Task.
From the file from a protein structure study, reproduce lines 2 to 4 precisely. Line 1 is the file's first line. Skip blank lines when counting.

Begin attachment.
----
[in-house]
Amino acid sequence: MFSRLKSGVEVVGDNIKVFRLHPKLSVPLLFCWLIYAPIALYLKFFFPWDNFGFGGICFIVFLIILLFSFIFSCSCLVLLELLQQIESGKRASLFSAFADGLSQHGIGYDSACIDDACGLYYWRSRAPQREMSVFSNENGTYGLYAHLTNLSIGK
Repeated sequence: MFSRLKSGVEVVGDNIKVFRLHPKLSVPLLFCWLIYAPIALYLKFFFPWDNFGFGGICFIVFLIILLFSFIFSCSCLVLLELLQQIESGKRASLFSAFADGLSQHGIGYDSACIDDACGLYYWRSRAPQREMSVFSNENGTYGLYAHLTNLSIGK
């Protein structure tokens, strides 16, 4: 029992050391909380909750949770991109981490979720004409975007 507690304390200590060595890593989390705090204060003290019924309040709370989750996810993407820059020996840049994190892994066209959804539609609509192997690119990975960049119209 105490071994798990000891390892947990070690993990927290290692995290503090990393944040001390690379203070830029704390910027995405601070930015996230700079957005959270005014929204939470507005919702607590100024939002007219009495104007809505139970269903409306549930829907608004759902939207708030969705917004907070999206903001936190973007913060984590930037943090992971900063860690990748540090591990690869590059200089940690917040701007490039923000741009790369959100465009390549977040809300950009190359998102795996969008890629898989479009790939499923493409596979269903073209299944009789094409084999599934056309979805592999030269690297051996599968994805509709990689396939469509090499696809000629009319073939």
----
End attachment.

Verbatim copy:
Amino acid sequence: MFSRLKSGVEVVGDNIKVFRLHPKLSVPLLFCWLIYAPIALYLKFFFPWDNFGFGGICFIVFLIILLFSFIFSCSCLVLLELLQQIESGKRASLFSAFADGLSQHGIGYDSACIDDACGLYYWRSRAPQREMSVFSNENGTYGLYAHLTNLSIGK
Repeated sequence: MFSRLKSGVEVVGDNIKVFRLHPKLSVPLLFCWLIYAPIALYLKFFFPWDNFGFGGICFIVFLIILLFSFIFSCSCLVLLELLQQIESGKRASLFSAFADGLSQHGIGYDSACIDDACGLYYWRSRAPQREMSVFSNENGTYGLYAHLTNLSIGK
């Protein structure tokens, strides 16, 4: 029992050391909380909750949770991109981490979720004409975007 507690304390200590060595890593989390705090204060003290019924309040709370989750996810993407820059020996840049994190892994066209959804539609609509192997690119990975960049119209 105490071994798990000891390892947990070690993990927290290692995290503090990393944040001390690379203070830029704390910027995405601070930015996230700079957005959270005014929204939470507005919702607590100024939002007219009495104007809505139970269903409306549930829907608004759902939207708030969705917004907070999206903001936190973007913060984590930037943090992971900063860690990748540090591990690869590059200089940690917040701007490039923000741009790369959100465009390549977040809300950009190359998102795996969008890629898989479009790939499923493409596979269903073209299944009789094409084999599934056309979805592999030269690297051996599968994805509709990689396939469509090499696809000629009319073939």